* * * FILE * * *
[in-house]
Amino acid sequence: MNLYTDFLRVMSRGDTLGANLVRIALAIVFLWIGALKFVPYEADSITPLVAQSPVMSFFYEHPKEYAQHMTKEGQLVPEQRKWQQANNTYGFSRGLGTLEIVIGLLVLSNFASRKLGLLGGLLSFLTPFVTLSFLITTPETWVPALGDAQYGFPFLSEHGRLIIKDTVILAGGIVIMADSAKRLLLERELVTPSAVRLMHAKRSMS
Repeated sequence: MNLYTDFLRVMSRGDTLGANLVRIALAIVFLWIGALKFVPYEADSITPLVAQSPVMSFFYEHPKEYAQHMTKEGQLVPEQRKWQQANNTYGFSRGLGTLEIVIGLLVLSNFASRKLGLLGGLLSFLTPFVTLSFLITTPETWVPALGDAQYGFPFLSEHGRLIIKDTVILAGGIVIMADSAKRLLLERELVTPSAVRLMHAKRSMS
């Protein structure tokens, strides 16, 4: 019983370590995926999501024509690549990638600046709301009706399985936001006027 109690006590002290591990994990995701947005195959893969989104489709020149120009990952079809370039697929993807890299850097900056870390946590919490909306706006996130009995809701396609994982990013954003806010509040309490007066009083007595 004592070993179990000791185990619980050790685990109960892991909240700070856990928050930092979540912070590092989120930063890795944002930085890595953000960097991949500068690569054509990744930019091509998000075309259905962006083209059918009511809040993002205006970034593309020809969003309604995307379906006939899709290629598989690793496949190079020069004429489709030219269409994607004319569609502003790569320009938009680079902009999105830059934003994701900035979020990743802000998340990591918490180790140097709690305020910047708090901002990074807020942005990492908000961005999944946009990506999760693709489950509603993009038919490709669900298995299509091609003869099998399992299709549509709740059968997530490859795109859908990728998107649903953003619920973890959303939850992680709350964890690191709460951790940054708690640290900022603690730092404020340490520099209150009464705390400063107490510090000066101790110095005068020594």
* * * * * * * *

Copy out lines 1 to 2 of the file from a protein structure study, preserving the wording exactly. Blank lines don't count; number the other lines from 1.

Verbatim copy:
[in-house]
Amino acid sequence: MNLYTDFLRVMSRGDTLGANLVRIALAIVFLWIGALKFVPYEADSITPLVAQSPVMSFFYEHPKEYAQHMTKEGQLVPEQRKWQQANNTYGFSRGLGTLEIVIGLLVLSNFASRKLGLLGGLLSFLTPFVTLSFLITTPETWVPALGDAQYGFPFLSEHGRLIIKDTVILAGGIVIMADSAKRLLLERELVTPSAVRLMHAKRSMS